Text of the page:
Pharmacy-based adherence efforts: The value of face-to-face interventions

3/13/2015

“Drugs don’t work in patients who don’t take them.”



That obvious but overlooked truism, uttered by the late former U.S. surgeon general C. Everett Koop, sums up the nagging and very expensive problem of medication nonadherence. The failure of many patients to take their medicines as prescribed, abandoning prescription therapy in the course of treatment or failing altogether to even fill a written prescription, is one of health care’s most challenging choke points. It compromises successful health outcomes and costs an estimated $300 billion a year in unnecessary hospitalizations, physician interventions and other costs.



Three-in-4 Americans admit in surveys that they don’t always take their medications as directed, according to the National Consumers League, and as many as one-third do not fill all their prescriptions. “The result is a high rate of both medication errors and readmissions to hospitals for patients whose illnesses could have been managed at home,” the University of California-San Francisco reported.



“Medication nonadherence is one of the greatest and most costly barriers in treating illness today,” said Kristi Rudkin, senior director of product development and adherence for Walgreens Boots Alliance. “By developing programs and services that can help reduce these barriers, and examining ways to drive cost savings and improved health outcomes through better adherence, we can help more people get, stay and live well.”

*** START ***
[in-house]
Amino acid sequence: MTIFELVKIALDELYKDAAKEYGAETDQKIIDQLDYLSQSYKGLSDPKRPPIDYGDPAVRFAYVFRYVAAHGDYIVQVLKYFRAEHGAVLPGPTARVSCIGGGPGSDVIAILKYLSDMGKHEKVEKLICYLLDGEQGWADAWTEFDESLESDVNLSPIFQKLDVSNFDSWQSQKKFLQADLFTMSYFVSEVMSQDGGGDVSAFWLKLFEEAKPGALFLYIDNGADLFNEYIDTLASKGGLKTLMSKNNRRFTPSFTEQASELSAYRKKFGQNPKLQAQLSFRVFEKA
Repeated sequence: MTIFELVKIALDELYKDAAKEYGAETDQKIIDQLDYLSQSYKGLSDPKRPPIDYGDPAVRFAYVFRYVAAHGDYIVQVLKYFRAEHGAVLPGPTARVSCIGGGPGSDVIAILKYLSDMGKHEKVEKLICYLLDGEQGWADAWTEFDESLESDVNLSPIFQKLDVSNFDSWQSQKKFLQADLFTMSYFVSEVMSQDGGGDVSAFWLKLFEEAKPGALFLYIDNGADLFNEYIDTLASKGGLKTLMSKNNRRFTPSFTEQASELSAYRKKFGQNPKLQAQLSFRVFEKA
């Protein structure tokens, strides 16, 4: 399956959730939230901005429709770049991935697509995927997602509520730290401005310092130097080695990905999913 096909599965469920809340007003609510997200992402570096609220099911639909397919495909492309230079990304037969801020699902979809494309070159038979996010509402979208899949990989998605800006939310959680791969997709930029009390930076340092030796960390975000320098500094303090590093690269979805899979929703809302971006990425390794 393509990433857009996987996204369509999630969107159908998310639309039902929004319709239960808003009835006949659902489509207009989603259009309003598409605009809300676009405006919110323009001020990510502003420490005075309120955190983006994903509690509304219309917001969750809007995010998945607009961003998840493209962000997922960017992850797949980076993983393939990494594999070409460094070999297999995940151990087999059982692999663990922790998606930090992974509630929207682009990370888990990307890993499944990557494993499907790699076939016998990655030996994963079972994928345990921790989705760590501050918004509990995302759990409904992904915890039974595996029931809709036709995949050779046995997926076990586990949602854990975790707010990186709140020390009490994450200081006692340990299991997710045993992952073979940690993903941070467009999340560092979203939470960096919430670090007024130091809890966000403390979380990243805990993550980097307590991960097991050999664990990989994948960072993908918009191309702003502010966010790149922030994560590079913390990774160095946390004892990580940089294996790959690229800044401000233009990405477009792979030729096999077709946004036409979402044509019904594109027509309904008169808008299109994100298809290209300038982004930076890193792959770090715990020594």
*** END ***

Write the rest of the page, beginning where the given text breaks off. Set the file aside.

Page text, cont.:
Doug Long, VP industry relations at research giant IMS Health, says adherence breakdowns and medication errors lead to 4 million hospital admissions and 1.4 million outpatient visits per year. “Almost 10% of the 3.6 billion retail prescriptions written by physicians [were] not dispensed to patients” in 2013, he said.



Indeed, some 25% of patients prescribed medications for a new illness fail to fill their initial prescription, and “half of patients taking maintenance medications for a chronic disease stop taking their medications within a year of starting therapy,” CVS noted in a report.



Pharmacists a ‘go-to source’



Faced with those daunting statistics, health plan payers and health advocacy groups have turned to the nation’s 65,000 community pharmacies for help. “A patient with a chronic heart condition who does not take their medications as directed can clearly endanger their health,” said Sue Nelson, VP of federal advocacy for the American Heart Association. “Pharmacists are a key go-to source for these patients. They can arm them with the critical information they need to successfully manage their medications.



“Additional research, education and awareness on adherence also can increase our understanding of best practices and interventions that ensure patients take control of their health,” Nelson said.



Pharmacy chains and independents have responded with an all-fronts campaign to track and improve Americans’ medication adherence rates, achieving significant results by leveraging a core competency of community pharmacy — the trust patients already have in their local pharmacist.



Building on the relationships already established between patients and practitioners — and on powerful, computer-driven analytical systems that can identify patterns of nonadherence within patients’ privacy-protected prescription records — the pharmacy industry has emerged as the health system’s primary resource for improving adherence.